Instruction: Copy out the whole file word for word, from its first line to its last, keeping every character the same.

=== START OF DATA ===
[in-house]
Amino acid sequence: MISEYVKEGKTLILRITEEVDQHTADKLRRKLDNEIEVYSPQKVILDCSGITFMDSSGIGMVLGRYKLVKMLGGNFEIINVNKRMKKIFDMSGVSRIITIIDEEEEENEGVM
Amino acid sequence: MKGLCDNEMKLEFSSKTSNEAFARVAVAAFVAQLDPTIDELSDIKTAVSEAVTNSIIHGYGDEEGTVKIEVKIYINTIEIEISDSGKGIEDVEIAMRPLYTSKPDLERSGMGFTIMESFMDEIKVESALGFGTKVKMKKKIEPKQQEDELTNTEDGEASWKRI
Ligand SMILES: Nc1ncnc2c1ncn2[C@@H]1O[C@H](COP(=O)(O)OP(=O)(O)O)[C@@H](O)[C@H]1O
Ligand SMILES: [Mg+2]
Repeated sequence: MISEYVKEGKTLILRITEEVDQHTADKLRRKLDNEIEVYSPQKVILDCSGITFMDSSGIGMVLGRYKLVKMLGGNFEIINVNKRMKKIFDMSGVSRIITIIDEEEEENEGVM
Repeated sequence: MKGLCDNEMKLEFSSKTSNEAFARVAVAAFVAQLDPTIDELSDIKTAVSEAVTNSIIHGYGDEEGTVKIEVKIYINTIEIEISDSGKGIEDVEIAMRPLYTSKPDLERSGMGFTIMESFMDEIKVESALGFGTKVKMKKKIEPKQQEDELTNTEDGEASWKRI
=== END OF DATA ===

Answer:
[in-house]
Amino acid sequence: MISEYVKEGKTLILRITEEVDQHTADKLRRKLDNEIEVYSPQKVILDCSGITFMDSSGIGMVLGRYKLVKMLGGNFEIINVNKRMKKIFDMSGVSRIITIIDEEEEENEGVM
Amino acid sequence: MKGLCDNEMKLEFSSKTSNEAFARVAVAAFVAQLDPTIDELSDIKTAVSEAVTNSIIHGYGDEEGTVKIEVKIYINTIEIEISDSGKGIEDVEIAMRPLYTSKPDLERSGMGFTIMESFMDEIKVESALGFGTKVKMKKKIEPKQQEDELTNTEDGEASWKRI
Ligand SMILES: Nc1ncnc2c1ncn2[C@@H]1O[C@H](COP(=O)(O)OP(=O)(O)O)[C@@H](O)[C@H]1O
Ligand SMILES: [Mg+2]
Repeated sequence: MISEYVKEGKTLILRITEEVDQHTADKLRRKLDNEIEVYSPQKVILDCSGITFMDSSGIGMVLGRYKLVKMLGGNFEIINVNKRMKKIFDMSGVSRIITIIDEEEEENEGVM
Repeated sequence: MKGLCDNEMKLEFSSKTSNEAFARVAVAAFVAQLDPTIDELSDIKTAVSEAVTNSIIHGYGDEEGTVKIEVKIYINTIEIEISDSGKGIEDVEIAMRPLYTSKPDLERSGMGFTIMESFMDEIKVESALGFGTKVKMKKKIEPKQQEDELTNTEDGEASWKRI